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Cooperating with the Colossus

A Social and Political History of US Military Bases in World War II Latin America

Rebecca Herman

Publication Date - September 2022

ISBN: 9780197531877

320 pages
6 1/8 x 9 1/4 inches

In Stock


During the Second World War, the United States built over two hundred defense installations on sovereign soil in Latin America in the name of cooperation in hemisphere defense. Predictably, it proved to be a fraught affair. Despite widespread acclaim for Pan-American unity with the Allied cause, defense construction incited local conflicts that belied the wartime rhetoric of fraternity and equality.

Cooperating with the Colossus reconstructs the history of US basing in World War II Latin America, from the elegant chambers of the American foreign ministries to the cantinas, courtrooms, plazas, and brothels surrounding US defense sites. Foregrounding the wartime experiences of Brazil, Cuba, and Panama, the book considers how Latin American leaders and diplomats used basing rights as bargaining chips to advance their nation-building agendas with US resources, while limiting overreach by the "Colossus of the North" as best they could. Yet conflicts on the ground over labor rights, discrimination, sex, and criminal jurisdiction routinely threatened the peace. Steeped in conflict, the story of wartime basing certainly departs from the celebratory triumphalism commonly associated with this period in US-Latin American relations, but this book does not wholly upend the conventional account of wartime cooperation. Rather, the history of basing distills a central tension that has infused regional affairs since a wave of independence movements first transformed the Americas into a society of nations: national sovereignty and international cooperation may seem like harmonious concepts in principle, but they are difficult to reconcile in practice.

Drawing on archival research in five countries, Cooperating with the Colossus is a revealing history told at the local, national, and international levels of how World War II transformed power and politics in the Americas in enduring ways.


  • Offers a new perspective on the period of World War II and its importance in the longer history of US-Latin American relations
  • Brings together the local, national, and international arenas in which the history of wartime basing unfolded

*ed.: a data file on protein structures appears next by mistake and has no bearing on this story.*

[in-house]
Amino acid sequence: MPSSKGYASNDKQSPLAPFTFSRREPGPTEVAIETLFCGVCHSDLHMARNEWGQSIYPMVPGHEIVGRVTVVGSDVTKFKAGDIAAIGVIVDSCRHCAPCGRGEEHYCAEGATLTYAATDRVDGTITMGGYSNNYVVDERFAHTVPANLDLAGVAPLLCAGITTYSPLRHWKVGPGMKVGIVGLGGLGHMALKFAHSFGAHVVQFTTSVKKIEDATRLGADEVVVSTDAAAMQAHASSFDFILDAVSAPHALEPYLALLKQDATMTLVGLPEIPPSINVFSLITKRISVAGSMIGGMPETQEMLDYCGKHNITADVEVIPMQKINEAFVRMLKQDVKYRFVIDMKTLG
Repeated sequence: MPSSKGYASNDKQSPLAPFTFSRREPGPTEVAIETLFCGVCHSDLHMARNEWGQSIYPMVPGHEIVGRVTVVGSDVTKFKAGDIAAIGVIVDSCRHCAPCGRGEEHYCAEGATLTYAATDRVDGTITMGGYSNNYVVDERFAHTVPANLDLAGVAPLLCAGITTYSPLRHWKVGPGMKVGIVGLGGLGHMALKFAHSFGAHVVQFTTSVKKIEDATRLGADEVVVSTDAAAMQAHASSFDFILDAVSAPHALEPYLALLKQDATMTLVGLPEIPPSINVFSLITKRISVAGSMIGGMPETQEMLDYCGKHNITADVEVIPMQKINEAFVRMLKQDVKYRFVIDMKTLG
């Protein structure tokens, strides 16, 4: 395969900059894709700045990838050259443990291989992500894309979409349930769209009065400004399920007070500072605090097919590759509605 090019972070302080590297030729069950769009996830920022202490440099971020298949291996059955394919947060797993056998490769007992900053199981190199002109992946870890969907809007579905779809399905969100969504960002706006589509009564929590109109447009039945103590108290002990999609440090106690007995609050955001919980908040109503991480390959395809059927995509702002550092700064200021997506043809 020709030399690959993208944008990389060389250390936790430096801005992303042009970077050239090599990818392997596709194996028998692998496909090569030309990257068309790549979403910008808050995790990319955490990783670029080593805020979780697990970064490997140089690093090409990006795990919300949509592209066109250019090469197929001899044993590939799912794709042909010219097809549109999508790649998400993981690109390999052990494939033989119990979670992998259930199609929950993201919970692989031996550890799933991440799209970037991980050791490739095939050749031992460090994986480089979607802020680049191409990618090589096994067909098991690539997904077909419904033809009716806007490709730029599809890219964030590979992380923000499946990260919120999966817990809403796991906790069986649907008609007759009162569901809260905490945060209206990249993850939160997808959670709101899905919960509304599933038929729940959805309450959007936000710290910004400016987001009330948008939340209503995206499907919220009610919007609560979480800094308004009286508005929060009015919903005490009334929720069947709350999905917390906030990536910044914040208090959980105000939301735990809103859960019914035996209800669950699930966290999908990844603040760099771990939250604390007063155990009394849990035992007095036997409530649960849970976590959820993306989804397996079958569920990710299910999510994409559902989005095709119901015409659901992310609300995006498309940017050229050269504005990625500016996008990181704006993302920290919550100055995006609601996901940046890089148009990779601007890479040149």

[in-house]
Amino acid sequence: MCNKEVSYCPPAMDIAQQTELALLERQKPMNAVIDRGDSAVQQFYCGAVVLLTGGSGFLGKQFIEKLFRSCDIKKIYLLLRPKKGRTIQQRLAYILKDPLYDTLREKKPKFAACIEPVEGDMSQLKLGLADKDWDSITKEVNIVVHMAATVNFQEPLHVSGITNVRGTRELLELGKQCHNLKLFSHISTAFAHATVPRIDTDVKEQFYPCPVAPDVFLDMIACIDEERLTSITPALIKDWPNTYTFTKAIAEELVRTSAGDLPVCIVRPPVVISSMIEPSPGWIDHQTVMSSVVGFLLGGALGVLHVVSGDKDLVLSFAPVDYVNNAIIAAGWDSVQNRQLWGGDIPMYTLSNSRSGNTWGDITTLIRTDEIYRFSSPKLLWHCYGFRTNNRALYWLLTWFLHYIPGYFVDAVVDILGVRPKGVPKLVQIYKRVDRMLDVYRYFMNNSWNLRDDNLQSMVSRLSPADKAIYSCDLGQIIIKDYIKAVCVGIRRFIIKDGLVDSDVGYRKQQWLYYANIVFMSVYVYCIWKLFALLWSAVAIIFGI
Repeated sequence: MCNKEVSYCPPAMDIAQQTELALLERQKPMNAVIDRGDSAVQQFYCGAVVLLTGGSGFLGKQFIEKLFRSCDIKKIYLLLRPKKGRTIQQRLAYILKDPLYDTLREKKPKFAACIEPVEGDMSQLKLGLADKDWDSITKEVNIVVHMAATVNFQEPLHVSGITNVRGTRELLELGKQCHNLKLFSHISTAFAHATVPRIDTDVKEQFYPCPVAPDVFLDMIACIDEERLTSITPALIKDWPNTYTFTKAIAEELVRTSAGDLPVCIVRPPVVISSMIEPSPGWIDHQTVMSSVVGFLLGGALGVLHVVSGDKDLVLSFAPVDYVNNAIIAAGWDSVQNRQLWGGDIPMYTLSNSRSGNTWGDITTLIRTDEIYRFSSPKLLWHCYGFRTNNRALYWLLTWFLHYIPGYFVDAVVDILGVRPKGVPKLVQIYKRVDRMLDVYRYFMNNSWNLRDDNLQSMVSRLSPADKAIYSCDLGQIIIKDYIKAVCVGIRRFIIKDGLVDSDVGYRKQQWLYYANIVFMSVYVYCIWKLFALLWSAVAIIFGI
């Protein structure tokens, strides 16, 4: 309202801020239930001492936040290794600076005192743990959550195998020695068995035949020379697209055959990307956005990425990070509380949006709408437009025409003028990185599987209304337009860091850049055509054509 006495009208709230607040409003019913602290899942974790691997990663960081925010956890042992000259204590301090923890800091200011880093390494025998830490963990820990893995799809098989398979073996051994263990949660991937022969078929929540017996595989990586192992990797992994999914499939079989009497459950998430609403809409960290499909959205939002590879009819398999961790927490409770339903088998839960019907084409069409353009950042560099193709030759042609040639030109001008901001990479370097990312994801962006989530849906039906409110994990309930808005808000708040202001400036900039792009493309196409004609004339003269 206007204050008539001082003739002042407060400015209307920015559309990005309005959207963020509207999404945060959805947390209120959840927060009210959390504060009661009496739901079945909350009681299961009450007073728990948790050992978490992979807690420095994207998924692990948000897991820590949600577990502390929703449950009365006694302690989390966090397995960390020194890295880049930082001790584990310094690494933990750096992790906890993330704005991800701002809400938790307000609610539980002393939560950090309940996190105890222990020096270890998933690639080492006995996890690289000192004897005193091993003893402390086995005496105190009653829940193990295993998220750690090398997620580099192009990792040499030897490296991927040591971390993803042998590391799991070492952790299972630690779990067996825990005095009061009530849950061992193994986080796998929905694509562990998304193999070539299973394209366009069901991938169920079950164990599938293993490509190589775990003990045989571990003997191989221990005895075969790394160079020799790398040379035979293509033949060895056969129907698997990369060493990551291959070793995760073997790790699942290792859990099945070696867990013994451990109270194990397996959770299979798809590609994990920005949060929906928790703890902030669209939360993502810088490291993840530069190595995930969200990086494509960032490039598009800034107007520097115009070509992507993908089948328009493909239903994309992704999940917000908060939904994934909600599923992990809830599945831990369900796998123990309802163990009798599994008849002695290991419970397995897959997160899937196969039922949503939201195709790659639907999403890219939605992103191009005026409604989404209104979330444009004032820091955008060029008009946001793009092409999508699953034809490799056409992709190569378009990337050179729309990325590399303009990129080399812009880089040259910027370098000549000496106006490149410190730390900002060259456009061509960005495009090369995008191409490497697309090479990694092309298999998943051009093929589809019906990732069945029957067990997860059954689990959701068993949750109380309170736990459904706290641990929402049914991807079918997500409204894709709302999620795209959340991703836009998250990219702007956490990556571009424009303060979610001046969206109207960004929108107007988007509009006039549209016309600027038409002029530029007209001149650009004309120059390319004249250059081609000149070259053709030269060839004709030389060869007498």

• Integrates the international history of US-Latin American relations together with local histories of labor, race, gender, and law
  • Moves between the realm of high politics and the ground-level social and cultural histories of the communities surrounding US bases

About the Author(s)

Rebecca Herman is Assistant Professor of History at the University of California, Berkeley.


"Rebecca Herman's Cooperating with the Colossus is a superb book. Wonderfully written and impressively researched, Herman's history greatly expands our understanding of the way Washington used Latin America as a testing ground for the creation of its worldwide military-base archipelago. Cooperating with the Colossus will immediately find a deserved place in the canon of international diplomatic history." -- Greg Grandin, Yale University

"The World War II years were a 'transformative crucible' in US relations with Latin America, Rebecca Herman demonstrates, requiring negotiation between the projection of American power in the name of protecting democracy, and incursions in the sovereignty of other nations. An outstanding, nuanced, and deeply researched study." -- Mary L. Dudziak, author of War Time: An Idea, Its History, Its Consequences

"Cooperating with the Colossus provides a strikingly new perspective on the close encounters between US authorities and Latin American nations during World War II. Rebecca Herman brilliantly brings together the micro-level social tensions that erupted along the 'borderlands' of US military bases in Latin America during the war, and the macro-level impact of US basing on political concerns regarding national sovereignty in the region. Drawing on a vast array of sources from multi-national archival research, Herman delves into the extensive clashes and protests sparked by matters of racial discrimination, criminal jurisdiction, labor rights, and gender norms as US bases multiplied in Brazil, Cuba, and Panama. And then she goes a step further and offers us a stunning synthesis of these local dramas that amounts to a radical reinterpretation of the era of 'The Good Neighbor." -- Barbara Weinstein, New York University

Table of Contents

    Chapter One: The Specter of Guantanamo
    Chapter Two: High Politics and Horse-Trading
    Chapter Three: Base Labor
    Chapter Four: Discrimination in the Canal Zone
    Chapter Five: Sex, Honor, and Moral Hygiene
    Chapter Six: Criminal Jurisdiction
    Chapter Seven: Cooperation at the War's End

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